The red letters/numbers are the code for the post. Click on the Instagram icon to get the code bookends to appear.

    Last edited by j44ke; 02-10-2020 at 10:42 PM.
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    Default Re: Winter Project: Guitar Amplifiers

    Great project! I've had a lot of homework this week and James May's reassembly of an electric guitar was part of my accompaniment. instruments and sound equipment are fascinating.

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    Default Re: Winter Project: Guitar Amplifiers

    After being drawn away from this for a while, I've been able to spend some time on this over the past few weeks.





    And a little sorting out of the neck finish I want to have on a strat style guitar that I'll finish up one day.

    Sean Chaney
    www.vertigocycles.com
    a peek behind the curtain

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    Default Re: Winter Project: Guitar Amplifiers

    Nice! That is some super tidy work there.

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    Default Re: Winter Project: Guitar Amplifiers

    If I may offer a minor critique, on the circuit board in the middle pic you have polystyrene capacitors tied cheek by jowl with carbon resistors.

    The achilles heel of PS caps is very poor temperature tolerance: they start to degrade about 70oC. Overheated PS caps do not return to their previous values so the circuit will exhibit drift.

    Resistors are designed to throw off heat, so putting them right next to PS caps is not good practice IMO.

    Also assuming the middle noval socket is a 12A_7 and the resistors on pins 2 and 7 are grid stoppers, I would have them closer to the pins. The one on pin 2 is OK but IMO the long lead on pin 7 is asking for oscillation problems.

    Nice work by the way, especially if this is your first effort. My first efforts looked like a pig's breakfast.

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    Default Re: Winter Project: Guitar Amplifiers

    Thanks Jay and Mark.

    Mark, I appreciate your input but I'm sure you know that the layout sometimes has to compromise the ideal for the practical. I didn't create this layout, it's pretty faithful to how Dumble originally made it and the end result is in how it sounds. My guess is the compromise to save space is to keep the point to point connections under the boards as short as is practical to reduce the possibility of them picking up noise that will get amplified through the gain stages. If the values drift significantly over time, these amps still generally sound fantastic so it would seem to me that heating up the PS caps on this circuit is a non-problem. Just for fun, I'll hit them with my thermometer as I'm dialing in the voltages after my power tranny arrives next week. If I have any oscillation problems, I'll keep an eye on those grid stoppers too. Thanks for pointing that out.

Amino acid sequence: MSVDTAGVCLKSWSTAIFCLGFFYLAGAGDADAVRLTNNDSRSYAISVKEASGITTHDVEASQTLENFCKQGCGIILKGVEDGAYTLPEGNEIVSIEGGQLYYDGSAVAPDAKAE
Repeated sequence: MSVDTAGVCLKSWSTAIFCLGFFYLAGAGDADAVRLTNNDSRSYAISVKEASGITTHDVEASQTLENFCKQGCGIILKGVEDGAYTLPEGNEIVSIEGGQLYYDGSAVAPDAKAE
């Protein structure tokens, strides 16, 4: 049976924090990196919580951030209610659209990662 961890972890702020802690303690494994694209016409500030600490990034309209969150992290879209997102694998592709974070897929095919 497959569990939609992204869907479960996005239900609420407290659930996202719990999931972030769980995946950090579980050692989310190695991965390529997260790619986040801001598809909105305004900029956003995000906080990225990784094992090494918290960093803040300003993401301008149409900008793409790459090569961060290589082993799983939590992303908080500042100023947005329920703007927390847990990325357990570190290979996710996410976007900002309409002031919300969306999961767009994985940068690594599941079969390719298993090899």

Sean Chaney
    www.vertigocycles.com
    a peek behind the curtain

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    Default Re: Winter Project: Guitar Amplifiers

    Swinging back around to finish this up. The wiring has been "complete" for a while now and I built the head cab for it a week or two ago. About ten years ago now, I bought some blue alcantara fabric to re-cover the seat on my motorbike but lucked out when James Renazco offered to make me a custom saddle. He makes the hell out of a saddle, so there was no way I was going to turn down an offer like that and I was left with a yard of a hideous blue fabric that might never get used. Rather than use a tolex that everyone has seen a thousand times, it seemed like a good opportunity to use this stuff up, even if it's obnoxious.

    This ended up being one of those situations where it looks good from a few feet away, but don't spend too much time scrutinizing the corners. This stuff has a stiff fabric backing and didn't lend itself well to wanting to wrap the corners. I was trying to avoid using bumpers, but they very well may end up being installed to hide my work. Not great, but not terrible either.

    Sean Chaney
    www.vertigocycles.com
    a peek behind the curtain